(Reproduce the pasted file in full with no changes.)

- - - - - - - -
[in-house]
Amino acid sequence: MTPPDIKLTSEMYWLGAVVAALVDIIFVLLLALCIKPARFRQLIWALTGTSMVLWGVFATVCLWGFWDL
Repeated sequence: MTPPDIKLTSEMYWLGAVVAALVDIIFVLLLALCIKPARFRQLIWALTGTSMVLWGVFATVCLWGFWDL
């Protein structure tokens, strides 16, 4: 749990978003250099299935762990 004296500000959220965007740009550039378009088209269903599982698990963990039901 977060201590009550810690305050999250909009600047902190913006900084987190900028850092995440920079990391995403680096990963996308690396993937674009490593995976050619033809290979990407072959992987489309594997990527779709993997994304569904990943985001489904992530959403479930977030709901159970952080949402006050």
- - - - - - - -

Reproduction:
[in-house]
Amino acid sequence: MTPPDIKLTSEMYWLGAVVAALVDIIFVLLLALCIKPARFRQLIWALTGTSMVLWGVFATVCLWGFWDL
Repeated sequence: MTPPDIKLTSEMYWLGAVVAALVDIIFVLLLALCIKPARFRQLIWALTGTSMVLWGVFATVCLWGFWDL
């Protein structure tokens, strides 16, 4: 749990978003250099299935762990 004296500000959220965007740009550039378009088209269903599982698990963990039901 977060201590009550810690305050999250909009600047902190913006900084987190900028850092995440920079990391995403680096990963996308690396993937674009490593995976050619033809290979990407072959992987489309594997990527779709993997994304569904990943985001489904992530959403479930977030709901159970952080949402006050």